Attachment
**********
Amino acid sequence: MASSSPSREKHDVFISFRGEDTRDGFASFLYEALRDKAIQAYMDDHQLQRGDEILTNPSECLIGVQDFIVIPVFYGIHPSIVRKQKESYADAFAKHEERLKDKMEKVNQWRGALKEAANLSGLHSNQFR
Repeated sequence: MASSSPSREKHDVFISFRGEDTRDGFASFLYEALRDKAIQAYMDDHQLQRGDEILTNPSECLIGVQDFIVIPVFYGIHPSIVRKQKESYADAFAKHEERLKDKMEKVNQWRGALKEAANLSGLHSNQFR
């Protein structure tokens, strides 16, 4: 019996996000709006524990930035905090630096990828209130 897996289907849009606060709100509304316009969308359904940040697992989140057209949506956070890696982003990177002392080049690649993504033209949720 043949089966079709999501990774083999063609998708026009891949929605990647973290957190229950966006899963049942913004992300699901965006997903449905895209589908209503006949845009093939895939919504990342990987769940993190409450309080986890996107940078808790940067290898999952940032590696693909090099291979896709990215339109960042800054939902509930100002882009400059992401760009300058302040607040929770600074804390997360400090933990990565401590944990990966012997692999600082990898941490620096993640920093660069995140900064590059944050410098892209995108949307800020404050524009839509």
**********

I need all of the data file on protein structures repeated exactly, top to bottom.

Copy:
Amino acid sequence: MASSSPSREKHDVFISFRGEDTRDGFASFLYEALRDKAIQAYMDDHQLQRGDEILTNPSECLIGVQDFIVIPVFYGIHPSIVRKQKESYADAFAKHEERLKDKMEKVNQWRGALKEAANLSGLHSNQFR
Repeated sequence: MASSSPSREKHDVFISFRGEDTRDGFASFLYEALRDKAIQAYMDDHQLQRGDEILTNPSECLIGVQDFIVIPVFYGIHPSIVRKQKESYADAFAKHEERLKDKMEKVNQWRGALKEAANLSGLHSNQFR
């Protein structure tokens, strides 16, 4: 019996996000709006524990930035905090630096990828209130 897996289907849009606060709100509304316009969308359904940040697992989140057209949506956070890696982003990177002392080049690649993504033209949720 043949089966079709999501990774083999063609998708026009891949929605990647973290957190229950966006899963049942913004992300699901965006997903449905895209589908209503006949845009093939895939919504990342990987769940993190409450309080986890996107940078808790940067290898999952940032590696693909090099291979896709990215339109960042800054939902509930100002882009400059992401760009300058302040607040929770600074804390997360400090933990990565401590944990990966012997692999600082990898941490620096993640920093660069995140900064590059944050410098892209995108949307800020404050524009839509």